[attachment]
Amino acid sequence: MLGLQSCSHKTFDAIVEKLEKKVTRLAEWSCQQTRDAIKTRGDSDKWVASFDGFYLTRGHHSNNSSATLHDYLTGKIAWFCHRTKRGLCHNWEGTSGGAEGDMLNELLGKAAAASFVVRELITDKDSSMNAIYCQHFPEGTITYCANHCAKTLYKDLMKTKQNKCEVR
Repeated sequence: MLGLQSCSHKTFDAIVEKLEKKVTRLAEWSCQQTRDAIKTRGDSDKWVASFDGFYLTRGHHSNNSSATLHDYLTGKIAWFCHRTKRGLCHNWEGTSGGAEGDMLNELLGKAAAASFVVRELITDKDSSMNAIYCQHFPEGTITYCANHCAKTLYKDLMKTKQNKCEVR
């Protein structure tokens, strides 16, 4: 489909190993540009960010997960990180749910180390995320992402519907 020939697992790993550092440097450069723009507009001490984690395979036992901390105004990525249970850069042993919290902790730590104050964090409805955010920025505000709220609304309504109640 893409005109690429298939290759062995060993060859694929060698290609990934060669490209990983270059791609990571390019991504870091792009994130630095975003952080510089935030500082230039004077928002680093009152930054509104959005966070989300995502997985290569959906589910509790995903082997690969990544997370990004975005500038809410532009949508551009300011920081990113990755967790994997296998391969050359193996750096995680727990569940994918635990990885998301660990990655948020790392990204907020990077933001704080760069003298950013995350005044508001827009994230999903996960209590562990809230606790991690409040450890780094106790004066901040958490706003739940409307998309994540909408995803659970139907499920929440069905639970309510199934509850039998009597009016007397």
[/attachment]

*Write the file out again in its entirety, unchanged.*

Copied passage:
Amino acid sequence: MLGLQSCSHKTFDAIVEKLEKKVTRLAEWSCQQTRDAIKTRGDSDKWVASFDGFYLTRGHHSNNSSATLHDYLTGKIAWFCHRTKRGLCHNWEGTSGGAEGDMLNELLGKAAAASFVVRELITDKDSSMNAIYCQHFPEGTITYCANHCAKTLYKDLMKTKQNKCEVR
Repeated sequence: MLGLQSCSHKTFDAIVEKLEKKVTRLAEWSCQQTRDAIKTRGDSDKWVASFDGFYLTRGHHSNNSSATLHDYLTGKIAWFCHRTKRGLCHNWEGTSGGAEGDMLNELLGKAAAASFVVRELITDKDSSMNAIYCQHFPEGTITYCANHCAKTLYKDLMKTKQNKCEVR
């Protein structure tokens, strides 16, 4: 489909190993540009960010997960990180749910180390995320992402519907 020939697992790993550092440097450069723009507009001490984690395979036992901390105004990525249970850069042993919290902790730590104050964090409805955010920025505000709220609304309504109640 893409005109690429298939290759062995060993060859694929060698290609990934060669490209990983270059791609990571390019991504870091792009994130630095975003952080510089935030500082230039004077928002680093009152930054509104959005966070989300995502997985290569959906589910509790995903082997690969990544997370990004975005500038809410532009949508551009300011920081990113990755967790994997296998391969050359193996750096995680727990569940994918635990990885998301660990990655948020790392990204907020990077933001704080760069003298950013995350005044508001827009994230999903996960209590562990809230606790991690409040450890780094106790004066901040958490706003739940409307998309994540909408995803659970139907499920929440069905639970309510199934509850039998009597009016007397």